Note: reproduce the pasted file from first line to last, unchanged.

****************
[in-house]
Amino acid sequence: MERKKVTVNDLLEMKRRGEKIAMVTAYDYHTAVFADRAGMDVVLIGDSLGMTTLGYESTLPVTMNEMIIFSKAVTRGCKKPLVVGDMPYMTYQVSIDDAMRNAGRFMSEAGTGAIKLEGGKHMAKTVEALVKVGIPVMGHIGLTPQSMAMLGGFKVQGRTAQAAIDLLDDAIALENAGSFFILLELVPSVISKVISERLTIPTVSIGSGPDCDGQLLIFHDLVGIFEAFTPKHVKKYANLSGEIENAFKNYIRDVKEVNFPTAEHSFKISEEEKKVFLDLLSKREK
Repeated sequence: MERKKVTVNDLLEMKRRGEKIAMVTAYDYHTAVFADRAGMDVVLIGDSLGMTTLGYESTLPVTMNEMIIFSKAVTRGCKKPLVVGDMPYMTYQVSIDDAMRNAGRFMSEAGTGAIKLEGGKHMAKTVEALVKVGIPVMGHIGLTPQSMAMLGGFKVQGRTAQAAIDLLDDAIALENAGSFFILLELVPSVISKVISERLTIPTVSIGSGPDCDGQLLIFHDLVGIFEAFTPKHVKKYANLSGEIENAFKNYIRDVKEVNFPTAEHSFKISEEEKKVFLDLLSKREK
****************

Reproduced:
[in-house]
Amino acid sequence: MERKKVTVNDLLEMKRRGEKIAMVTAYDYHTAVFADRAGMDVVLIGDSLGMTTLGYESTLPVTMNEMIIFSKAVTRGCKKPLVVGDMPYMTYQVSIDDAMRNAGRFMSEAGTGAIKLEGGKHMAKTVEALVKVGIPVMGHIGLTPQSMAMLGGFKVQGRTAQAAIDLLDDAIALENAGSFFILLELVPSVISKVISERLTIPTVSIGSGPDCDGQLLIFHDLVGIFEAFTPKHVKKYANLSGEIENAFKNYIRDVKEVNFPTAEHSFKISEEEKKVFLDLLSKREK
Repeated sequence: MERKKVTVNDLLEMKRRGEKIAMVTAYDYHTAVFADRAGMDVVLIGDSLGMTTLGYESTLPVTMNEMIIFSKAVTRGCKKPLVVGDMPYMTYQVSIDDAMRNAGRFMSEAGTGAIKLEGGKHMAKTVEALVKVGIPVMGHIGLTPQSMAMLGGFKVQGRTAQAAIDLLDDAIALENAGSFFILLELVPSVISKVISERLTIPTVSIGSGPDCDGQLLIFHDLVGIFEAFTPKHVKKYANLSGEIENAFKNYIRDVKEVNFPTAEHSFKISEEEKKVFLDLLSKREK